While the Russian invasion of Ukraine in late February 2022 has been tragic for Ukrainians and many around the world, we believe that the United States’ economy will be largely insulated from the impacts of the conflict.
The conflict may lead to temporarily elevated fuel prices and a reduction in trade with Russia, but we believe that the US will remain poised for continued growth.
Additionally, the conflict has resulted in a more cautious Federal Reserve, indicating that we may see fewer interest rate hikes than initially anticipated.
Lastly, shale oil producers may provide some relief for increasing oil prices.
The US Trade Value Loss Would Be Less Than One Percent of Total
The US maintains a relatively insubstantial trade relationship with Russia. According to the Office of the United States Trade Representative, the US exported $10.9 billion of goods and services to Russia during 2019. This means that Russia accounted for approx. 0.1% of the total $10.0 trillion of US exports during 2019.
Similarly, Russia accounted for $24.0 billion of goods and services imported into the United States during 2019. This represents approx. 0.2% of the $12.46 trillion of goods and services imported into the United States.
With these facts in mind, the US trade relationship with Russia is a very small portion of the US’ overall trade exposure.
While the US has not taken a direct role in the conflict, the US appears to be willing to provide both military and humanitarian aid, with congress authorizing over $54 billion of aid to Ukraine.
Russian Sanctions & Ukrainian Support Is the Stance of USA & Allies
US aid to Ukraine included $12.5 Billion of weapons, $9.4 Billion of economic support, $8.1 Billion of military intelligence, $7.0 Billion of food & health care assistance, and $6.0 Billion of military assistance.
In response to the conflict, US policymakers imposed sanctions on Russian institutions and individuals. The US has prohibited Russian financial institutions from conducting transactions in US dollars. US, Canadian, and European allies agreed to prohibit certain Russian banks from accessing the SWIFT network, which connects over 10,000 financial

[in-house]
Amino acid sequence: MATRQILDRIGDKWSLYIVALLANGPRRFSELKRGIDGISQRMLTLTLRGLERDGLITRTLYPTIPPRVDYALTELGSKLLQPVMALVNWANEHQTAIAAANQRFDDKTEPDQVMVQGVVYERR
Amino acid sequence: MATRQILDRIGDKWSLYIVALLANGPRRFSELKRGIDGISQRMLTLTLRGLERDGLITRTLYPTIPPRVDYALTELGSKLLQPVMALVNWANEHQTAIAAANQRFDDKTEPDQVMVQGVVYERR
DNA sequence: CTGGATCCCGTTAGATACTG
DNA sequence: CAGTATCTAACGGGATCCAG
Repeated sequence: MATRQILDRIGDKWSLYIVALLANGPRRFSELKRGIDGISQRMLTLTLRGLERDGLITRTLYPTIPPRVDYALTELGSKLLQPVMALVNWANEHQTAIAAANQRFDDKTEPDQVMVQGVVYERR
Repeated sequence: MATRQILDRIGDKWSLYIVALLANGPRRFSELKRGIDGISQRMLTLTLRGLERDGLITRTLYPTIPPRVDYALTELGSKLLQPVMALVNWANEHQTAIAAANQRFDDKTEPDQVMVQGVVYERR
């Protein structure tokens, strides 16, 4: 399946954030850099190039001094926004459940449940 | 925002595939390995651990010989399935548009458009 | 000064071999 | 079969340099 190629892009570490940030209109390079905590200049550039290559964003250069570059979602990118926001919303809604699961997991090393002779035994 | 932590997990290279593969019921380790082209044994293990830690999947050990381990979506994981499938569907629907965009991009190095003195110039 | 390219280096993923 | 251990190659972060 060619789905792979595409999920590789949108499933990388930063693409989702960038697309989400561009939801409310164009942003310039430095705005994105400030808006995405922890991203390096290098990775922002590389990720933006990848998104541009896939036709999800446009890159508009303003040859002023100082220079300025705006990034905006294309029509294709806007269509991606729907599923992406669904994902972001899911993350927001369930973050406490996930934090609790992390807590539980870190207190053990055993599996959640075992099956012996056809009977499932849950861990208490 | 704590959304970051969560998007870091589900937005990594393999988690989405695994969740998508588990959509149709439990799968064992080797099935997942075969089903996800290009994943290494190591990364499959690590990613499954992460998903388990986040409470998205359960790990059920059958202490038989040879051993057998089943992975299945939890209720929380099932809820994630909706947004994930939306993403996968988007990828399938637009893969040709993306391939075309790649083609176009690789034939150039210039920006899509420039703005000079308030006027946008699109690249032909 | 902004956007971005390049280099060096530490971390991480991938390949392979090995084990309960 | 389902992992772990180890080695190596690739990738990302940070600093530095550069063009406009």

institutions. The US has also blocked the exports of US technology into Russia, which will hamper Russia’s development of its military and aerospace sectors. The US directly sanctioned certain individuals with ties to the Russian government.
Additionally, the US has prohibited 13 state-owned companies from raising money in the United States. Sanctions put in place by the US and other allies have caused a collapse in value of the Russian Ruble. Between February 21, 2022 and March 7, 2022, the exchange rate between the Ruble and USD was nearly cut in half. Lastly, many private American businesses, such as Visa. Apple, McDonald’s, and Starbucks have reduced or halted their operations in Russia.
Fuel Price Spike Should Only Be Short Term
As a result of the conflict, the United States banned imports of Russian oil. In 2020, Russia supplied the global economy with $72.6 billion of oil exports, or 11% of the total exported volume. Russia was second only to Saudi Arabia in terms of oil export volume.